Air Force basic military trainees participate in a swim training session at the Skylark Pool Jan. 28. Swim training is part of the new Battlefield Airman Technical Training Liaison Element designed to improve success rates of battlefield Airmen career fields. (U.S. Air Force photo/Alan Boedeker)
LACKLAND AIR FORCE BASE, Texas —
Trainees in two Air Force Basic Military Training squadrons now have a "BATTLE" plan in place.
Battlefield Airmen Technical Training Liaison Element, or BATTLE, was recently incorporated for 320th and 331st Training Squadron trainees in the tactical air control party, combat controller and pararescuemen career fields. Pre-screened recruits for these career fields will receive the additional training during basic military training to better prepare them for their new jobs.
BATTLE is an additional measure to improve success rates through the TACP, CCT and PJ training pipelines. Following BMT graduation, the journey continues at the 342nd TRS, home to all Air Force Battlefield Airmen entry-level training. Curriculum includes pararescue indoctrination, TACP and PJ development, and combat control selection courses.
"BATTLE's purpose is to set those trainees up for success when they come to the 342nd," said Master Sgt. Kenneth Huhman, the squadron's combat training flight superintendent. "Our job is to prepare those initially qualified trainees. They will be more educated and ready for what is going to happen.
"BATTLE bridges the gap so they know what's going to be required for the training pipeline," he said. "The ultimate goal is to make those career fields healthy."
Sergeant Huhman said the added instruction starts in the second week of basic military training and continues through week seven. It includes mentoring sessions on Tuesday nights with respective career field instructors or guest speakers. PJ and CCT trainees also have swim training for one hour on Saturday mornings.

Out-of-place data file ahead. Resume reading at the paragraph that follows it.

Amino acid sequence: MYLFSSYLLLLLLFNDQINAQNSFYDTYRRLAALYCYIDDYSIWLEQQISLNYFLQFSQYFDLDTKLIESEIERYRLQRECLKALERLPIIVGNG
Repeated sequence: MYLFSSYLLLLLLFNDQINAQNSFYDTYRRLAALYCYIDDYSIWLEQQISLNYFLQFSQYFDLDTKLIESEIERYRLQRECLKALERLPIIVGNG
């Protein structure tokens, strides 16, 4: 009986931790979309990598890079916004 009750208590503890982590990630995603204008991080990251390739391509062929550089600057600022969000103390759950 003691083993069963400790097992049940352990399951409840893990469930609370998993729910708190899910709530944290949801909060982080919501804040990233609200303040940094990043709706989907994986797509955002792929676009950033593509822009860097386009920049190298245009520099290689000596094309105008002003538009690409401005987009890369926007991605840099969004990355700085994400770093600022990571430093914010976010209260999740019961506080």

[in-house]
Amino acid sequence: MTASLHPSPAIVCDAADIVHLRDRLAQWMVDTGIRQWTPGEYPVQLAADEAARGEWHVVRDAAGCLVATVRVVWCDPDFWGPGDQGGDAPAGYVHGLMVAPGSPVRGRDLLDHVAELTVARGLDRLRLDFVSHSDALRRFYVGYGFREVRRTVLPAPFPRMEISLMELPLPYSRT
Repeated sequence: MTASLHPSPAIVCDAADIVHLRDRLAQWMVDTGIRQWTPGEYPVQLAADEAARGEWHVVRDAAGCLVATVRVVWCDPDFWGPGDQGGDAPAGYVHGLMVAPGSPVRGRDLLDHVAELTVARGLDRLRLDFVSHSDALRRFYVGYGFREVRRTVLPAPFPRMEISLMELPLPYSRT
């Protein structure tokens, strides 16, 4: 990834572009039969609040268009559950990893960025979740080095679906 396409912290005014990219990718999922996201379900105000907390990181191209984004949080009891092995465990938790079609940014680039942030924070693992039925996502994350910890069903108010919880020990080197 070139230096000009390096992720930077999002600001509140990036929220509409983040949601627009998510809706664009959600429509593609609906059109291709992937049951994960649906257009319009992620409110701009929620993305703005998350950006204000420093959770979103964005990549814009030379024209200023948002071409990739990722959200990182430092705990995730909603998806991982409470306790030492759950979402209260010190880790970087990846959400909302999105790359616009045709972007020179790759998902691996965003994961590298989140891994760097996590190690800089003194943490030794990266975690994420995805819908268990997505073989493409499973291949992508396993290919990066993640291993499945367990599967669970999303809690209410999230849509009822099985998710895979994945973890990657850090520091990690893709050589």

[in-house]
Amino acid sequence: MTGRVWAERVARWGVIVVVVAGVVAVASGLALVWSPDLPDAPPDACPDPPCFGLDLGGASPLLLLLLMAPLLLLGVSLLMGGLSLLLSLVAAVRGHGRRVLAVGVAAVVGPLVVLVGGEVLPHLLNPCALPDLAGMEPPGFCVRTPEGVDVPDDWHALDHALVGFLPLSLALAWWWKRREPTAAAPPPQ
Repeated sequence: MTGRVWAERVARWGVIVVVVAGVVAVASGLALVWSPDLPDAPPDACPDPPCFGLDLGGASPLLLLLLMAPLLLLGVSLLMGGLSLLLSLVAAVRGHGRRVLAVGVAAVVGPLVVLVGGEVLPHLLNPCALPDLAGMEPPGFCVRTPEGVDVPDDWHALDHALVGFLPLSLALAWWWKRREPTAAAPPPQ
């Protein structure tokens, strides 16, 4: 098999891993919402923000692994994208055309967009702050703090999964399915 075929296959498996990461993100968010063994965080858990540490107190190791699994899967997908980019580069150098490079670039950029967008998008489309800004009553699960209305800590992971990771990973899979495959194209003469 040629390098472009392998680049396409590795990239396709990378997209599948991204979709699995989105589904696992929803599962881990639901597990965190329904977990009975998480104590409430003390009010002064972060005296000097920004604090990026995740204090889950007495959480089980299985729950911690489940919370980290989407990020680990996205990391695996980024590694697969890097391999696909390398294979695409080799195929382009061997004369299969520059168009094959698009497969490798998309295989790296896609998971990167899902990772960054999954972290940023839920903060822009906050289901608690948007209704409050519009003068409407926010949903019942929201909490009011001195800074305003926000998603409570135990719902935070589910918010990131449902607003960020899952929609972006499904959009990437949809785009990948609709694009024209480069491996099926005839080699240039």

"The first two weeks of BMT are intense and a big transition from civilian to military life, so we want the trainees to get acclimated," he said. "After the first two weeks, they'll receive this additional training as they are available on Tuesdays and Saturdays."
In the mentoring groups, instructors from TACP, CCT and PJ meet with their career field trainees for open forums, discussions and one-on-one sessions. Recent career field graduates and experienced Airmen provide additional support to the mentoring program.
Areas addressed during the sessions include mental preparation, physical training requirements throughout the various stages, expectations for team or operational squadron assignments and health maintenance.
"The sessions are concluded with a real world story from an instructor or guest speaker in relation to that specific career field," Sergeant Huhman said. "In some sessions, we'll have recent graduates talk about how to be successful in a course."
For the PJ and CCT trainees in swim training, an instructor and coach are available at the hourly sessions to tutor and improve technique.
"Some (who didn't know how to swim) were able to pass the course requirements by gutting it out," Sergeant Huhman said. "This training teaches the proper swimming techniques so they'll be prepared for our swim course."
A combat controller and two-time Bronze Star recipient, the training superintendent said BATTLE serves as a motivational tool, familiarizes military training instructors about Battlefield Airmen career fields, provides more career field information, speeds up immersion into 342nd courses, and theoretically decreases attrition.
He said the hope for BATTLE was to decrease training elimination rates. Current training elimination rates average 50 to 80 percent in the three career fields.
"My assumption is it should reduce attrition," Sergeant Huhman said. "Trainees will know the proper testing requirements from Day 1. We don't have to assume they have the knowledge.
"We'll trim the edges and build a foundation for those that fit the initial mold so they'll be ready to accept the challenges in the selection courses. If we help to better prepare one Airman, the program will be a success."